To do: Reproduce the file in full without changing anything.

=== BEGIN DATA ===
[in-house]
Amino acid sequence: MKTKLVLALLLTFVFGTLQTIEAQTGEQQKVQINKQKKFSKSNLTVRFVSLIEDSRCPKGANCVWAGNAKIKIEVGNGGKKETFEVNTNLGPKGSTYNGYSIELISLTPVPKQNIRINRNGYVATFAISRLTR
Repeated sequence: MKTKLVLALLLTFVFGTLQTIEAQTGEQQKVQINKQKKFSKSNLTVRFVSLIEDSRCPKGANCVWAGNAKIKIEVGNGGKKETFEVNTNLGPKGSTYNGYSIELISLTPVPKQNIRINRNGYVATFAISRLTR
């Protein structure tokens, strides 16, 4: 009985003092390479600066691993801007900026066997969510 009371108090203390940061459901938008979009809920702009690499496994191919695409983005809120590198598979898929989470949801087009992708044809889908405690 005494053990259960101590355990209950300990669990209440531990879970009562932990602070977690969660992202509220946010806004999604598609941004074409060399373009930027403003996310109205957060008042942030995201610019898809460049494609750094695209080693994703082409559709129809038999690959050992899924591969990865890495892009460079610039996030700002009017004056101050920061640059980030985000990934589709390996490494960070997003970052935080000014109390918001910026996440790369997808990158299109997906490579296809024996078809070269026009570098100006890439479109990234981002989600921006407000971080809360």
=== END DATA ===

[in-house]
Amino acid sequence: MKTKLVLALLLTFVFGTLQTIEAQTGEQQKVQINKQKKFSKSNLTVRFVSLIEDSRCPKGANCVWAGNAKIKIEVGNGGKKETFEVNTNLGPKGSTYNGYSIELISLTPVPKQNIRINRNGYVATFAISRLTR
Repeated sequence: MKTKLVLALLLTFVFGTLQTIEAQTGEQQKVQINKQKKFSKSNLTVRFVSLIEDSRCPKGANCVWAGNAKIKIEVGNGGKKETFEVNTNLGPKGSTYNGYSIELISLTPVPKQNIRINRNGYVATFAISRLTR
């Protein structure tokens, strides 16, 4: 009985003092390479600066691993801007900026066997969510 009371108090203390940061459901938008979009809920702009690499496994191919695409983005809120590198598979898929989470949801087009992708044809889908405690 005494053990259960101590355990209950300990669990209440531990879970009562932990602070977690969660992202509220946010806004999604598609941004074409060399373009930027403003996310109205957060008042942030995201610019898809460049494609750094695209080693994703082409559709129809038999690959050992899924591969990865890495892009460079610039996030700002009017004056101050920061640059980030985000990934589709390996490494960070997003970052935080000014109390918001910026996440790369997808990158299109997906490579296809024996078809070269026009570098100006890439479109990234981002989600921006407000971080809360």